Here’s a terrifying idea: Hand eight gallons of paint to a group of teenagers and encourage them to unleash their creativity on a school wall of their choosing.
But Alta High’s visual arts teacher Denise Crane trusted her students, never doubting they would rise to the challenge, and they didn’t disappoint. Their handiwork, a colorful, 24-foot-long mural reminiscent of the rock art panels gracing southern Utah’s canyon walls, was unveiled to great acclaim earlier this month — the culmination of five months of work.
Students were given full artistic freedom, says Crane. “They’d come every day after school for at least two hours on their own time. They weren’t told to be here. They weren’t earning a grade to be here. They were here because they wanted to participate and because of their love for art.”
Now a permanent fixture at Alta, the fresco celebrates our American Indian heritage and was made possible by the Center for Documentary Expression and Art and its “Sacred Images” artist-in-residence program. The program pairs students with professional artist guides — in Alta’s case, Utah muralist Ruby Chacon — whose role is to empower students to express themselves. “They didn’t know at first that they would be coming up with the ideas; that this was going to be a manifestation of who they are,” Chacon explains. “The way I work is I say, ‘Let’s figure out how to draw upon your knowledge that you already have to visually communicate ideas into a story that depicts you and creates a safe space of belonging.’”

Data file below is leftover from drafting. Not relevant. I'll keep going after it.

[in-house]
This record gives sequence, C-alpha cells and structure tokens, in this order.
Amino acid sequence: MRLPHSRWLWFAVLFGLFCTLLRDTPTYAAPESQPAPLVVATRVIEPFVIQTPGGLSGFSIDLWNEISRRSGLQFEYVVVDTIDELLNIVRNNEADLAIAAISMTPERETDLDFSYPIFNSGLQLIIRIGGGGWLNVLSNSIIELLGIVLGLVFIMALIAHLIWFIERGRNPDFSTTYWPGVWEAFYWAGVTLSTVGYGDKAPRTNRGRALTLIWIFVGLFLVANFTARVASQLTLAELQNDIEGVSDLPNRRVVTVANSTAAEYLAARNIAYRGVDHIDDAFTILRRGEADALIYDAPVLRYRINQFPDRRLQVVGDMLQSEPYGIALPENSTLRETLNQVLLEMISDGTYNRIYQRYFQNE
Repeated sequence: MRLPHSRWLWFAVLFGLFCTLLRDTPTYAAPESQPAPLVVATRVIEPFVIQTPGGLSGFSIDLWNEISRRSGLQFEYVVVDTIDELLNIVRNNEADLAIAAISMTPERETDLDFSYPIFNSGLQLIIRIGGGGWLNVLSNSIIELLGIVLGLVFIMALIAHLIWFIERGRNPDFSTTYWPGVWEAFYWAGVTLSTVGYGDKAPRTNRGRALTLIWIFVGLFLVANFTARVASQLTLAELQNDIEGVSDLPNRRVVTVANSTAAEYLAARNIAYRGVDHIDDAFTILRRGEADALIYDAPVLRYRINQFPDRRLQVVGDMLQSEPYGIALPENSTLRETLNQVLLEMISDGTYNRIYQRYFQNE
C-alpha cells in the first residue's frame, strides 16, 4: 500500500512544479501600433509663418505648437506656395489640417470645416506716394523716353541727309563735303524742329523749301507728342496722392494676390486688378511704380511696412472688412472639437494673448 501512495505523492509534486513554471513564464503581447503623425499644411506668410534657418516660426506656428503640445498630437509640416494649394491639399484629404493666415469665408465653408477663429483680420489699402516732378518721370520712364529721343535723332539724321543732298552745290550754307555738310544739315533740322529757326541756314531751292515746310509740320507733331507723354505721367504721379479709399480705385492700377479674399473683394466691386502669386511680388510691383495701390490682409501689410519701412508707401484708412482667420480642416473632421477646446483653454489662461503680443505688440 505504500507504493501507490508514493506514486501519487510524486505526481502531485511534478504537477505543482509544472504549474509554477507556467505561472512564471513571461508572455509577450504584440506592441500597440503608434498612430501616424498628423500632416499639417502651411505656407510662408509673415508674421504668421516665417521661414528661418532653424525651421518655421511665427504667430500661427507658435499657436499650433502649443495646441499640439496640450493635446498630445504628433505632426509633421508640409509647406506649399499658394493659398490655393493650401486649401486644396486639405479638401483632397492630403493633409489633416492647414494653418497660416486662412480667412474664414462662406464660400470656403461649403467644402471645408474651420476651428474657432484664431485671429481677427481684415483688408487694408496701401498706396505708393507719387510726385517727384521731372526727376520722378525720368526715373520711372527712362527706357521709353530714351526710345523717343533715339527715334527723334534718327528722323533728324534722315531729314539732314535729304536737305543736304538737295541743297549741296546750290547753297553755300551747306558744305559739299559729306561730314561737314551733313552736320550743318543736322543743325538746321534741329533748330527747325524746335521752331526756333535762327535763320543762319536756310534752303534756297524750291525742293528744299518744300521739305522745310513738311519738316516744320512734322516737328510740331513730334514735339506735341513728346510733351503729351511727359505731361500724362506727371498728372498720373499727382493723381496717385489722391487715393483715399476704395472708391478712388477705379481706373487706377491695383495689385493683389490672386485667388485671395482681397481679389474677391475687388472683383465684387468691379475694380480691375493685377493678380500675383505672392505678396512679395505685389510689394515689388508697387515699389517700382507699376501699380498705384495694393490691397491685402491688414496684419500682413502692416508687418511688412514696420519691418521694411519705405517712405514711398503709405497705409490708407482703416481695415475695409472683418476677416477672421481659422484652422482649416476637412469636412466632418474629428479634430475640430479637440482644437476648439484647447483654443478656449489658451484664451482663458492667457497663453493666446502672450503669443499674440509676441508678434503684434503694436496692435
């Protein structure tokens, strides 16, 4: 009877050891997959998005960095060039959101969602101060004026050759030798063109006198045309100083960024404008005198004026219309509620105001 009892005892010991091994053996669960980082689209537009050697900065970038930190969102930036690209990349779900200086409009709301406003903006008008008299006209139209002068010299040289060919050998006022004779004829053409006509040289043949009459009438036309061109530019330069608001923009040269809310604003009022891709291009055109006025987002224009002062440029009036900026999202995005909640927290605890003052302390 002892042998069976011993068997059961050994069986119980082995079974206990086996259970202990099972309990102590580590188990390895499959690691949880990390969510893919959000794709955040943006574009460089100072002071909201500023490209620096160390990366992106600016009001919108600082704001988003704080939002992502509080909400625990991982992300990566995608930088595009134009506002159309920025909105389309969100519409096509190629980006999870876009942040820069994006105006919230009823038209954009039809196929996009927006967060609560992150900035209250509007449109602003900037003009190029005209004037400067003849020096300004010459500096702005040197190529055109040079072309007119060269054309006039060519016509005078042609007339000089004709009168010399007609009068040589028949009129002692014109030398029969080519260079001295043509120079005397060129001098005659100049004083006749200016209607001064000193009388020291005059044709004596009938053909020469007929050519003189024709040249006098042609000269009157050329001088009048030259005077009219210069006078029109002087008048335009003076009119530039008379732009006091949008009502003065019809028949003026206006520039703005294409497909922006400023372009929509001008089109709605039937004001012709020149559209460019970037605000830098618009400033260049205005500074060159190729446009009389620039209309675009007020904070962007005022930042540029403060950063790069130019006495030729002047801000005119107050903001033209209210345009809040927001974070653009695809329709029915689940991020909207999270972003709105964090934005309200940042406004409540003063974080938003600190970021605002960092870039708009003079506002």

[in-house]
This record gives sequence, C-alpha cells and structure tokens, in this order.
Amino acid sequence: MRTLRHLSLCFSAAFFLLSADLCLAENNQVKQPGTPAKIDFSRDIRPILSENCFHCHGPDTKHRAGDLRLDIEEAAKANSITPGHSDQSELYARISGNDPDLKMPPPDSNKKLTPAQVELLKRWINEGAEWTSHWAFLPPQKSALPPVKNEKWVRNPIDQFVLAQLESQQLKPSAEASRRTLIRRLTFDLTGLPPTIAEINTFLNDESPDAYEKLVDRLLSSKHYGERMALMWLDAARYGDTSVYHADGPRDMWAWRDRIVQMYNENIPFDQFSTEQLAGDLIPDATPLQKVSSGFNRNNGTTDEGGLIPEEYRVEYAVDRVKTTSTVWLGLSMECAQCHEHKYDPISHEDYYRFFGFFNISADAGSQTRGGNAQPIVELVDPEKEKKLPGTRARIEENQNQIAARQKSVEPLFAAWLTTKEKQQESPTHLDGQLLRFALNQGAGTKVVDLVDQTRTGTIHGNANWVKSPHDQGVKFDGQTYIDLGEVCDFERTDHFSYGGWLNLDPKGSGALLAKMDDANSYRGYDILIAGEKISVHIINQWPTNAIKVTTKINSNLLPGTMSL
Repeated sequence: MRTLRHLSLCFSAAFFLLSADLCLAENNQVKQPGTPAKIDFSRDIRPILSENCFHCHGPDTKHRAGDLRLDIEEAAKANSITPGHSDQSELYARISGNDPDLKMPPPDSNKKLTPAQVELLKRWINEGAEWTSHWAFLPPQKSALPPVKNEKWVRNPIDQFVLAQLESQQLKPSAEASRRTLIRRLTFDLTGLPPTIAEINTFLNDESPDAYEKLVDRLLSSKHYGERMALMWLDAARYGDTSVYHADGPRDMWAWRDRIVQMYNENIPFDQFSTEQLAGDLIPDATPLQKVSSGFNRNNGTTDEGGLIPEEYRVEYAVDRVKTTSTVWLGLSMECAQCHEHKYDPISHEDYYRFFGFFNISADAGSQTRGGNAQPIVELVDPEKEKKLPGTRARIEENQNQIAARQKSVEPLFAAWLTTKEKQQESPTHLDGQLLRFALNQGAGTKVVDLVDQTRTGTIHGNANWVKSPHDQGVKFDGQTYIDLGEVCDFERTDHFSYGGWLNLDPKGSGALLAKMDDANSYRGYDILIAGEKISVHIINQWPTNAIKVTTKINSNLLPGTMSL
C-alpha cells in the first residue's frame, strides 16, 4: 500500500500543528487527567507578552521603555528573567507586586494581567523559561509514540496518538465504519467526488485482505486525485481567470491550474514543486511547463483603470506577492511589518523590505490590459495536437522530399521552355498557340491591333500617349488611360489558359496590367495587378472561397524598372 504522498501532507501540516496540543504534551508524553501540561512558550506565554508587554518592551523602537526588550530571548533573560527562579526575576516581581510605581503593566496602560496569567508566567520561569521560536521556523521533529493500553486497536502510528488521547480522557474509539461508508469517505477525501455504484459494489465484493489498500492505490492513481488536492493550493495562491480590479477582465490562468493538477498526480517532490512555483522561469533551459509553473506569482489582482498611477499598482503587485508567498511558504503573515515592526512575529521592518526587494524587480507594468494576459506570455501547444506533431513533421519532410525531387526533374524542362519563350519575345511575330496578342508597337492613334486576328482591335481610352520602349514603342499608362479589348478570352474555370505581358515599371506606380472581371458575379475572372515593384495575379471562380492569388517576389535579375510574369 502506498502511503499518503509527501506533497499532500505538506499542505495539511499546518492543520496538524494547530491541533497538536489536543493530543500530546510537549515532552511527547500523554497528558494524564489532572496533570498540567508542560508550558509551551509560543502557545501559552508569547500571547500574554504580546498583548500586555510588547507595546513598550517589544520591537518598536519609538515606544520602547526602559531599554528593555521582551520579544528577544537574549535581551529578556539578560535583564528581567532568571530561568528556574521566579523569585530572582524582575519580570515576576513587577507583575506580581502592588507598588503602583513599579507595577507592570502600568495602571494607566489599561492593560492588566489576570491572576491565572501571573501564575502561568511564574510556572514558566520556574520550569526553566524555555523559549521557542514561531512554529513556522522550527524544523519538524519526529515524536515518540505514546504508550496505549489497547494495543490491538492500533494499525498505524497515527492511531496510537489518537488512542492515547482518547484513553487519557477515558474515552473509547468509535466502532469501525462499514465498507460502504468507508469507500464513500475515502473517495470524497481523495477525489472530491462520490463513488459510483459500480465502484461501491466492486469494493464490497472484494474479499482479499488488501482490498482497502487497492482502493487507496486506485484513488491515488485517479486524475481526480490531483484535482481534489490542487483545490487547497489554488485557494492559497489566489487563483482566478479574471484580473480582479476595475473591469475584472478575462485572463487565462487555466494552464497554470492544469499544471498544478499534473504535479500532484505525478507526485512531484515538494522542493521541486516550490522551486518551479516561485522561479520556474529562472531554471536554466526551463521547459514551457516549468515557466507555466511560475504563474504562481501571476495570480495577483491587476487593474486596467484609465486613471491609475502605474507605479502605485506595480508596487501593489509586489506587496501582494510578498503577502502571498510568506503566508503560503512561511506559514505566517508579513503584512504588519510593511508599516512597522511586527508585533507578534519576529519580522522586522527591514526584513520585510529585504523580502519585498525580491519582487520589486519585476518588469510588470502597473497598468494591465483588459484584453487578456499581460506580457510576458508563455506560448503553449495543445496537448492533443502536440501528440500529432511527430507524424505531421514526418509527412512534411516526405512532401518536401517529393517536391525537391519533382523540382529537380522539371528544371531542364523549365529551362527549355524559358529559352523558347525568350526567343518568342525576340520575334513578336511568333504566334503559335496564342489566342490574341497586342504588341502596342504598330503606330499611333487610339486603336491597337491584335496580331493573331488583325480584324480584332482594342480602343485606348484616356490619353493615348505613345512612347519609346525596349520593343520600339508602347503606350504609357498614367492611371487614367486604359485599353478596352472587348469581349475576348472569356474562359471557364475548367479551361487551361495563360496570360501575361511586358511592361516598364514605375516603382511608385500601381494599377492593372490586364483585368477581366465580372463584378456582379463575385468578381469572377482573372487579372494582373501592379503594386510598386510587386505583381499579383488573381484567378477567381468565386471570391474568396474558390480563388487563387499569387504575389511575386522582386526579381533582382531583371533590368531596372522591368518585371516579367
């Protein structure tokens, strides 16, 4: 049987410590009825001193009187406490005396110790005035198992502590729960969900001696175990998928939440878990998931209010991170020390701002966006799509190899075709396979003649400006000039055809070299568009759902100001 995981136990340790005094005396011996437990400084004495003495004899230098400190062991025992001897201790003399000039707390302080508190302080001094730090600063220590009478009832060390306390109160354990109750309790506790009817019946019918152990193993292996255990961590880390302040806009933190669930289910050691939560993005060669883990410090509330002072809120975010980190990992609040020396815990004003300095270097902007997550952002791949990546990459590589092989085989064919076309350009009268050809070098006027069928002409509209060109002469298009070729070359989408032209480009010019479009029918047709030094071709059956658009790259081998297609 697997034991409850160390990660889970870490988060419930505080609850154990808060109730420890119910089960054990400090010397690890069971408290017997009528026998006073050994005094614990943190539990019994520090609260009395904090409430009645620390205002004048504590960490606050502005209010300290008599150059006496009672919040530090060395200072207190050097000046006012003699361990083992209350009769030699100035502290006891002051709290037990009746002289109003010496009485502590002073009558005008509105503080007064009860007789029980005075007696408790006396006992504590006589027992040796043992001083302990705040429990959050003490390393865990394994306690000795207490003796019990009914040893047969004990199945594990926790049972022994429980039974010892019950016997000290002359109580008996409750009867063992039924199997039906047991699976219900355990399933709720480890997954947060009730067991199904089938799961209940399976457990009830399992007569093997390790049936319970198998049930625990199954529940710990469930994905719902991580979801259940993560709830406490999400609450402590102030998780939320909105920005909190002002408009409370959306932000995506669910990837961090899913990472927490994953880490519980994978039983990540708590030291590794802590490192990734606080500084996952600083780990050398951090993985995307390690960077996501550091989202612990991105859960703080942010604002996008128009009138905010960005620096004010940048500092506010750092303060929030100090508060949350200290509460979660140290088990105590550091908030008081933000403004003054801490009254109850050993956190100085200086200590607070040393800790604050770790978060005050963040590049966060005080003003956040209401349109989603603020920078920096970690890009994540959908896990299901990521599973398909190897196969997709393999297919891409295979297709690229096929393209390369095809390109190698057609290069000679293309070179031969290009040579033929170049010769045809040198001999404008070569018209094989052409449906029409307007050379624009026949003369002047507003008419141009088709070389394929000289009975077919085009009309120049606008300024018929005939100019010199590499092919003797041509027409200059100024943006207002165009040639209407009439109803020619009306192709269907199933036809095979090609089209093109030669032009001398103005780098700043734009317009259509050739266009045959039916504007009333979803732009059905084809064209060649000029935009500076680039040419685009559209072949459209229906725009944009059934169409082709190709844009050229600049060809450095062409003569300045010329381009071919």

The learning experience began with a field trip to Nine Mile Canyon where students got to experience Utah history through the rock drawings of the Fremont people who once lived there. Kiowa-Apache storyteller Dovie Thomason visited the school and regaled students with stories from her heritage and personal life. It’s her likeness that students chose to depict along the mural’s left-hand side.
Funding was provided by the Utah Division of Arts and Museums, the National Endowment for the Arts, and the Salt Lake County Zoo, Arts and Parks Program. Board members and District administrators and dignitaries, including Shirlee Silversmith, Director of the Utah Division of Indian Affairs, were on hand for the unveiling to celebrate the achievement.
But the mural was wholly conceived and created by students. “It’s amazing to know when I graduate I’ll be leaving something behind,” said student artist Peyton Camomile.
Last year, students at Hillcrest High created a similar mural. So far, the piece at Alta High is the largest in the “Sacred Images” collection. It depicts school life — if you look closely you can spot self-portraits of some of the students — the passage of time through the changing of the seasons, and the permanence of knowledge as it flows from one generation to the next.